Admin’s Note: I found this article on the website for the Anarcho Syndicalist review (formally known as the libertarian labor review) in its theory section if you would like to check out the website go to http://www.syndicalist.org.
This was from ASR issue #29
To understand direct action, we must define direct action. This article Goes some way to trying define it in terms of Anacho-Syndicalist
Direct Action: Towards an understanding of a concept
by Harald Beyer-Arnesen, ASR #29
Campaigning for wage-workers to join the Industrial Workers of the World, Eugene V. Debs stated in December 1905: “The capitalist own the tools they do not use, and the workers use the tools they do not own.” To this one could add: At times direct action may mean putting the tools we do not own out of action, at times it may mean bringing them into play for our own, self-defined…
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A new flyer’s been designed publicising the ongoing campaign against the victimisation of IWW members working at Deliveroo in Leeds:
The Morning Star and Open Democracy both have new articles up on the ongoing issues at Deliveroo, and the mass bike ride in support of the sacked workers will be starting at 6 pm in Leeds city centre on Friday 10th March.
As mentioned on the flyer, there’s also a new template letter/email you can send – Deliveroo addresses I’ve been able to find are email@example.com, firstname.lastname@example.org,email@example.com and firstname.lastname@example.org, and if you copy in email@example.com or firstname.lastname@example.org it’ll allow the workers involved to see your support. The text is as follows:
Dear Sir/ Madam
As a Deliveroo customer, I am writing to express my disappointment at the treatment of your riders in Leeds. Your continued failure to reinstate those riders targeted for their union activity, is…
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A witness account of a small sample of the ongoing police racism that is playing out all over Calais every day, since the eviction of the ‘Jungle’. Two hours. Seventeen people of colour detained. Nine arrested.
I haven’t been to Calais since before the brutal state eviction of the ‘Jungle’ in 2016, but in 24 hours here, it became clear that all that had changed was the particular manifestations of police racism. The violent near-daily attacks on the ten thousand strong migrant village allowed most of the repression to be kept out of the public eye, whereas now the violence and harassment has been distributed across the region, along with the thousands of migrants that have been forced to scatter since the eviction.
Where once the presence in an ‘illegal’ camp provided the pretext for police attacks, now skin colour alone is used to single-out, round-up and at times…
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A quick update on what’s been happening in the Leeds Deliveroo dispute:
1) The company’s officially written to riders in response to concerns they raised, and the local IWW branch has replied. As the union put it:
“Last week several of our members, also riders at Deliveroo, wrote to the company to express their concerns about mismanagement in Leeds. They had been threatened regarding their right to unionise; their right to take breaks during shifts lasting up to 15 hours; and their right to work for competitors.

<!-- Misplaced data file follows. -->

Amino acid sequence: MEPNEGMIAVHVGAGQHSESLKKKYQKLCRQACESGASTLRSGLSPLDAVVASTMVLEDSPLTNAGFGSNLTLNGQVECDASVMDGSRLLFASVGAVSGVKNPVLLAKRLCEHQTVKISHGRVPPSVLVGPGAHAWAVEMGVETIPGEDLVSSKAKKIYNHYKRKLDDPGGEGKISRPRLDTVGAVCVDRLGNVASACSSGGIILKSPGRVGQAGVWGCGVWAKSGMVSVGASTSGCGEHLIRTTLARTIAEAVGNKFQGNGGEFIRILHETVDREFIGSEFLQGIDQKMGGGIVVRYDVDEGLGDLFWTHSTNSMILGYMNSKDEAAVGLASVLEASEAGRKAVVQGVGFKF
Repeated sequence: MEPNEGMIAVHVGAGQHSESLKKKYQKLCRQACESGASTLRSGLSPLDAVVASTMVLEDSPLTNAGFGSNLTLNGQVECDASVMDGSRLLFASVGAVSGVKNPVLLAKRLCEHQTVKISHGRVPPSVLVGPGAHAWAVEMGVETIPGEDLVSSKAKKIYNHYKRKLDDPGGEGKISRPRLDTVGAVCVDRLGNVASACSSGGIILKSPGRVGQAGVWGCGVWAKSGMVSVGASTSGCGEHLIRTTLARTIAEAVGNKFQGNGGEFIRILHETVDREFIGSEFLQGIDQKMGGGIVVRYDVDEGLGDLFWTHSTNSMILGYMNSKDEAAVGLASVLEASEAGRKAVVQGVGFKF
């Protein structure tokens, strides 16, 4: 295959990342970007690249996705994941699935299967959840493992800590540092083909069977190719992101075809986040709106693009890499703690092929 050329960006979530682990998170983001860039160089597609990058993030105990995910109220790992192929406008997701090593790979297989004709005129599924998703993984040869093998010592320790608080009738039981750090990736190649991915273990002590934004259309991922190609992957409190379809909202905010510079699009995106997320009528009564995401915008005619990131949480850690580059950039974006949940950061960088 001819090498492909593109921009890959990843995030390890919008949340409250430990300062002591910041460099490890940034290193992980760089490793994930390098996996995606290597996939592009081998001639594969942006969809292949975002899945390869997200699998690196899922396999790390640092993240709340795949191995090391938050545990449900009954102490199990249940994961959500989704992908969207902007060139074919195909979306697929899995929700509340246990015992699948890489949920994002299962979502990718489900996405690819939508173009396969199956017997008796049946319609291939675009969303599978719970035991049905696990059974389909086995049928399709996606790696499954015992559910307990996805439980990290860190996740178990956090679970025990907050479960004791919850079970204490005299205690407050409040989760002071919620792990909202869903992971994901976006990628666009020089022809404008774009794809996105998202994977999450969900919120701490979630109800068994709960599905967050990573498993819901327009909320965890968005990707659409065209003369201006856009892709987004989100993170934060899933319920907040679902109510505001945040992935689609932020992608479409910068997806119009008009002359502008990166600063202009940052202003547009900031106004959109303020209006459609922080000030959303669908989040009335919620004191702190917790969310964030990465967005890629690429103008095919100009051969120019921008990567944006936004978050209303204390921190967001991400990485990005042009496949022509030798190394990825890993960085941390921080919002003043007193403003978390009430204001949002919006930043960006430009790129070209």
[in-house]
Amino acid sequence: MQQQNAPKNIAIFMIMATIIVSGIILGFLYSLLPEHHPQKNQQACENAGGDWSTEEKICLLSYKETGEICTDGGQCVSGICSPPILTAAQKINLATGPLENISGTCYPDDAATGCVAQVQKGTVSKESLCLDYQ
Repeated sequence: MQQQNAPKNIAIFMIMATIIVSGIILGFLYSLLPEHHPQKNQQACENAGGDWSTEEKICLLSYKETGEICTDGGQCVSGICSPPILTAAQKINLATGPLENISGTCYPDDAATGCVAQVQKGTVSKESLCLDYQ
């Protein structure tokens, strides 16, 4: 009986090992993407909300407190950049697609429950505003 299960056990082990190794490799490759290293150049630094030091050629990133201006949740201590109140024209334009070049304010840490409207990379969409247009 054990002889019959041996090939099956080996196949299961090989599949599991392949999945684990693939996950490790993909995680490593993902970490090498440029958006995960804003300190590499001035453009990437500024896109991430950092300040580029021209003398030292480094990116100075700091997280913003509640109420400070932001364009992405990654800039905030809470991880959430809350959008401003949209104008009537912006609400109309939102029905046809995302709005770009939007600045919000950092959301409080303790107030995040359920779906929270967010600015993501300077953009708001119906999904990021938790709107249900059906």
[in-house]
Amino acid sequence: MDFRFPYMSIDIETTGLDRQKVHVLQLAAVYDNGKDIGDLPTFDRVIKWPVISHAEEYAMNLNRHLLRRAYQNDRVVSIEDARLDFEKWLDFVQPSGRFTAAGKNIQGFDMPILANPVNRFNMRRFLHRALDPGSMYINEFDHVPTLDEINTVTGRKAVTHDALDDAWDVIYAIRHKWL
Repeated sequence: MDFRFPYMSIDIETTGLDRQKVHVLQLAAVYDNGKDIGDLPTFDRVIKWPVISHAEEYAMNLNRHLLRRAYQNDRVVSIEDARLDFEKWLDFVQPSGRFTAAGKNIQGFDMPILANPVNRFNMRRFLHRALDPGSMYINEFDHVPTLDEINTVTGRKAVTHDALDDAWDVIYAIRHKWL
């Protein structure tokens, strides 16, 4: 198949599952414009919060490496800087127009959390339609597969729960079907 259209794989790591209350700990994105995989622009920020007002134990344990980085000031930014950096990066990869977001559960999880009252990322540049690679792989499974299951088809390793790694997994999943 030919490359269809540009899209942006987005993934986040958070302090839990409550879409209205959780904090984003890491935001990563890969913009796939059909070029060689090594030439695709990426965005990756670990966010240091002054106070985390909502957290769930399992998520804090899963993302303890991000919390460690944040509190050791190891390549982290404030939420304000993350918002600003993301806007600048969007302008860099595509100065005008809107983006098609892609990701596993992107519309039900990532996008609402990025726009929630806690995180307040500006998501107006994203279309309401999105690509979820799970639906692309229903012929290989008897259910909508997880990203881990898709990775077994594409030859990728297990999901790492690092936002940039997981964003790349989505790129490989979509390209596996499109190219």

1. Formal communication between management and riders, and an end to important information being conveyed through ‘Leeds Roos’ WhatsApp group.
2. The right to take breaks in line with those legally entitled to Workers.
3. A minimum of a 7 days warning period prior to Contract Terminations, allowing riders to rectify any issues with their Service Standards.
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Just to flag up two new audio interviews that have gone out over the last few days:
Over in Seattle, someone interviewed the Industrial Workers of the World/General Defence Committee comrade who was shot while opposing a Milo talk there. It’s a fascinating interview, well worth listening to.
The Kite Line is a regular radio show from the Midwest, mainly focusing on prison issues, and they’ve just started a three-part series telling the story of a solidarity camp outside an immigrant detention center in Woomera, Australia, that was able to assist with a mass breakout in 2002. You can listen to the first part here.
Perhaps we were getting too complacent about the decline in sanctions. At last week’s much-too-busy stall we encountered three people who had been sanctioned – including one who had contacted their Work Programme Provider, Triage, to tell them that they couldn’t come to an appointment because they were going to be at college; and another who was on Universal Credit and doing part time work and whose job had clashed with his Jobcentre interview. As always, we advised them to appeal, and that it was worth doing this even after the statutory month if the DWP had clearly broken their own rules.
When the Scottish Government takes over the training schemes that replace the Work Programme these will be voluntary, but jobcentre sanctions will still continue, and David Webster’s most recent report gives considerable cause for concern. Also, the Scottish Government has just let us know – in response to…
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